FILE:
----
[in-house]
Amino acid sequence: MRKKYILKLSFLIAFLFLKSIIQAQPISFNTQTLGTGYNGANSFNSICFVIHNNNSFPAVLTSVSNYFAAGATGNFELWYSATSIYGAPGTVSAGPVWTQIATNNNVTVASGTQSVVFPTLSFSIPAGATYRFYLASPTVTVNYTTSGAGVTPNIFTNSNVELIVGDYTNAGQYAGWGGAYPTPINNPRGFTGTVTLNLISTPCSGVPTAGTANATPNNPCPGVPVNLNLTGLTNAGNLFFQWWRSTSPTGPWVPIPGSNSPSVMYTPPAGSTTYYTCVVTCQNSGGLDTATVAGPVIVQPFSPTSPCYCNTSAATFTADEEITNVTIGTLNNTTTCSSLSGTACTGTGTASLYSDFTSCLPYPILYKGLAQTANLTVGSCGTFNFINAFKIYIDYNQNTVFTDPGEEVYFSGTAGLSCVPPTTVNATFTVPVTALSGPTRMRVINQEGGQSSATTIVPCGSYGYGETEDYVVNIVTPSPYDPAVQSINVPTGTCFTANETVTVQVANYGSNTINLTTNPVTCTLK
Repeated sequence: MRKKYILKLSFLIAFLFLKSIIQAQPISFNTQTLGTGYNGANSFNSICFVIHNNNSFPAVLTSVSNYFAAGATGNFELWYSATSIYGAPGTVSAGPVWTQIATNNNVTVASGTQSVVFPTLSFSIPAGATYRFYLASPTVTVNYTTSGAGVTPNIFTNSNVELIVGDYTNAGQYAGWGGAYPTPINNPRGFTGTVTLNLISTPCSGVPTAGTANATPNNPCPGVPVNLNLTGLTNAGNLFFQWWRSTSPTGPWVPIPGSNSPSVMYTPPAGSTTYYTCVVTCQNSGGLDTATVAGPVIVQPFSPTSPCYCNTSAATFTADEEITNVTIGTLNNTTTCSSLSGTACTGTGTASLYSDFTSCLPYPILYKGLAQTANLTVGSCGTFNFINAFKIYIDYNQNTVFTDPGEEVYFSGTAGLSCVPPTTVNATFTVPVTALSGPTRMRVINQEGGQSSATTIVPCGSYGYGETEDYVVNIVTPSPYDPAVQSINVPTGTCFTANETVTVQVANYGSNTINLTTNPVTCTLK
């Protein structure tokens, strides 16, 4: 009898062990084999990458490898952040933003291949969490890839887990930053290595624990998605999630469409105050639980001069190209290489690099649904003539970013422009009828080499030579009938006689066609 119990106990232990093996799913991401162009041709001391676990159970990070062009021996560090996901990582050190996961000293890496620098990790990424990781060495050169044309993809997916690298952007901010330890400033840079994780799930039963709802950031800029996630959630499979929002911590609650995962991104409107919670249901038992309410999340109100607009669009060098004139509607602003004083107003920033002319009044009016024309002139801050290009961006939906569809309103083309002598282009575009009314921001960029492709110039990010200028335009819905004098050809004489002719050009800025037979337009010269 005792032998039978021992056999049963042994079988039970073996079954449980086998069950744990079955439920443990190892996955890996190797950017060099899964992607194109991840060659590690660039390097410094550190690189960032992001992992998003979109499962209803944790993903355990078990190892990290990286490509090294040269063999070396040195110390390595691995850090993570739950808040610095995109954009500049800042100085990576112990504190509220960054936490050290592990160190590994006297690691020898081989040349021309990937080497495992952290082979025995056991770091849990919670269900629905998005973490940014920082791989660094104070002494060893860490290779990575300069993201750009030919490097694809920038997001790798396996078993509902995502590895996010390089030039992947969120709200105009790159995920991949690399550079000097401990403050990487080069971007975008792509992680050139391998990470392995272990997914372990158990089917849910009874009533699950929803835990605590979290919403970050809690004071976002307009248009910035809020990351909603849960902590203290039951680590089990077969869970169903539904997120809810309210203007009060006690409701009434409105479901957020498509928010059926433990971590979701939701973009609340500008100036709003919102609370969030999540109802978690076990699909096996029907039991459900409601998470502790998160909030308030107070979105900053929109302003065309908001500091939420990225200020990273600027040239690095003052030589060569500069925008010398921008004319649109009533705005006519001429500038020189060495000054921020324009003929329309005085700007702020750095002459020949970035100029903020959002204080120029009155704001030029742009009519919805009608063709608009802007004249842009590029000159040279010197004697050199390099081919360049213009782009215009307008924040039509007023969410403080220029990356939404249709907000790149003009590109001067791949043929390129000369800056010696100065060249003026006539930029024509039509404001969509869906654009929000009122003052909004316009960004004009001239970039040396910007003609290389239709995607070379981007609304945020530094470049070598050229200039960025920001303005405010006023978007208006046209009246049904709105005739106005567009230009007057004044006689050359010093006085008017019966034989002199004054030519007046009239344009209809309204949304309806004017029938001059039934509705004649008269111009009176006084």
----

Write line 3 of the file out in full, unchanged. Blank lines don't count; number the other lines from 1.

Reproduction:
Repeated sequence: MRKKYILKLSFLIAFLFLKSIIQAQPISFNTQTLGTGYNGANSFNSICFVIHNNNSFPAVLTSVSNYFAAGATGNFELWYSATSIYGAPGTVSAGPVWTQIATNNNVTVASGTQSVVFPTLSFSIPAGATYRFYLASPTVTVNYTTSGAGVTPNIFTNSNVELIVGDYTNAGQYAGWGGAYPTPINNPRGFTGTVTLNLISTPCSGVPTAGTANATPNNPCPGVPVNLNLTGLTNAGNLFFQWWRSTSPTGPWVPIPGSNSPSVMYTPPAGSTTYYTCVVTCQNSGGLDTATVAGPVIVQPFSPTSPCYCNTSAATFTADEEITNVTIGTLNNTTTCSSLSGTACTGTGTASLYSDFTSCLPYPILYKGLAQTANLTVGSCGTFNFINAFKIYIDYNQNTVFTDPGEEVYFSGTAGLSCVPPTTVNATFTVPVTALSGPTRMRVINQEGGQSSATTIVPCGSYGYGETEDYVVNIVTPSPYDPAVQSINVPTGTCFTANETVTVQVANYGSNTINLTTNPVTCTLK